This is the kind of gracious, loving attitude I experienced in SGM from start to finish. It's possible that you have some real and valid bones to pick with Sovereign Grace Ministries, but based on my experiences and observations you will never get me to join your crusade.

So I ask again, kindly, please refrain from leaving troll-type comments on my blog.

Derek Ashton

I decided I would take the opportunity to provide a few more back links to Sovereign Grace Ministries and do my part to build up what these critical folks are working so hard to tear down. Funny thing is, these antagonists would want me to leave my Sovereign Grace Church - which is exactly what I did, but not for their reasons and not with their unbridled angst. The anti-Sovereign-Grace blogs display exactly the kind of unteachable, arrogant, bitter, and overly critical attitude one would expect to find in people who have responded poorly to pastoral care and correction. The tear-down campaign might say more about those who have joined it than it does about their target.

I suppose these folks will respond by criticizing me and launching a THEOparadox Survivors website, for people who have become so theologically orthodox and balanced that they just couldn't take it anymore and had to become hyper-Calvinists. At the least, I'd guess I'm going to receive the same slab of troll spam in my in-box (again).  UPDATE: To their credit, these folks have not sent me another email.

For the record - I love, appreciate and highly recommend Sovereign Grace Ministries and its leaders. God will be the judge of their faults, and also of mine (and of their critics, too).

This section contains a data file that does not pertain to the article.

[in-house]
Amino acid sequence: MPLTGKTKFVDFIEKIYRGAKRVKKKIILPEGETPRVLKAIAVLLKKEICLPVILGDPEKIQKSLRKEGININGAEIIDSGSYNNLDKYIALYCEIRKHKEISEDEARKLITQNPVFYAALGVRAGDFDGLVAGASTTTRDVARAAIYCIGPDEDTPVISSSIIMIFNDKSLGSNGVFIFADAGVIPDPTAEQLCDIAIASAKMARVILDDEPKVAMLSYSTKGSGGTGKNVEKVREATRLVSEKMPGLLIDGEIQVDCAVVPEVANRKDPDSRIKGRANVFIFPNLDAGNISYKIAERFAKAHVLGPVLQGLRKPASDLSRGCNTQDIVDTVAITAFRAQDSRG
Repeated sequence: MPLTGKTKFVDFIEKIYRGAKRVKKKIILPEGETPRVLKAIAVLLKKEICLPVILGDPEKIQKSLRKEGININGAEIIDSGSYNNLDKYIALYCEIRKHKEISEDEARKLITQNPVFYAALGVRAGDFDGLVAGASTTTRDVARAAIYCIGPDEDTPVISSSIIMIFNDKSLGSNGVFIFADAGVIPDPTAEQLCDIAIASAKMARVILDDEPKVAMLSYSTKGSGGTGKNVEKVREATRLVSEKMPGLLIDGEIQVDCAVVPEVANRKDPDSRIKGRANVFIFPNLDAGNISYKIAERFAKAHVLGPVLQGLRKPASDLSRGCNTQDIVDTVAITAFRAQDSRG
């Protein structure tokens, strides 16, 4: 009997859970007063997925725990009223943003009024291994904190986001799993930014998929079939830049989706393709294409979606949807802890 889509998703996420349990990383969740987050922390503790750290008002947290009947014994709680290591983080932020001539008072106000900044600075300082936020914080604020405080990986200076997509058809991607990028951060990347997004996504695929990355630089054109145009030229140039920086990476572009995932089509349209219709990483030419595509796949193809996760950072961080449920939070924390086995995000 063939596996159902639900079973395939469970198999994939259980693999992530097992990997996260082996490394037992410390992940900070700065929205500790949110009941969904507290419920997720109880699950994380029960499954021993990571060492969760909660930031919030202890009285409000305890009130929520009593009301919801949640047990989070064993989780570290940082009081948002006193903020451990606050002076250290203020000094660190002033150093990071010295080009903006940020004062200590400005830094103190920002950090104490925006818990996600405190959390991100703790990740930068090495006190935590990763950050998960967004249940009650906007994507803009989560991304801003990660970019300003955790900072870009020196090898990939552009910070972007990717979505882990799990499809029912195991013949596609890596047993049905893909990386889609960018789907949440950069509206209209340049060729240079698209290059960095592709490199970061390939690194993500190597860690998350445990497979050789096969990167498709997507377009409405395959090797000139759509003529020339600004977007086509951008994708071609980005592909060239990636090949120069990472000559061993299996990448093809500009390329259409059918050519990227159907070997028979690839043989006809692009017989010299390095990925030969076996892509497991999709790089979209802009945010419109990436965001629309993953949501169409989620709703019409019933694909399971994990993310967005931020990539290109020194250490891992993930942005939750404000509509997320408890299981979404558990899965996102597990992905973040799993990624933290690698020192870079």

Psalm 75
1 We give thanks to You, O God, we give thanks,
For Your name is near;
Men declare Your wondrous works. 
2 “When I select an appointed time,

It is I who judge with equity

3 “The earth and all who dwell in it melt;
It is I who have firmly set its pillars. Selah
4 “I said to the boastful, ‘Do not boast,’
And to the wicked, ‘Do not lift up the horn; 
5 Do not lift up your horn on high,
Do not speak with insolent pride.’” 
6 For not from the east, nor from the west,
Nor from the desert comes exaltation; 
7 But God is the Judge;
He puts down one and exalts another
8 For a cup is in the hand of the LORD, and the wine foams;
It is well mixed, and He pours out of this;
Surely all the wicked of the earth must drain and drink down its dregs. 
9 But as for me, I will declare it forever;
I will sing praises to the God of Jacob. 
10 And all the horns of the wicked He will cut off,
But the horns of the righteous will be lifted up.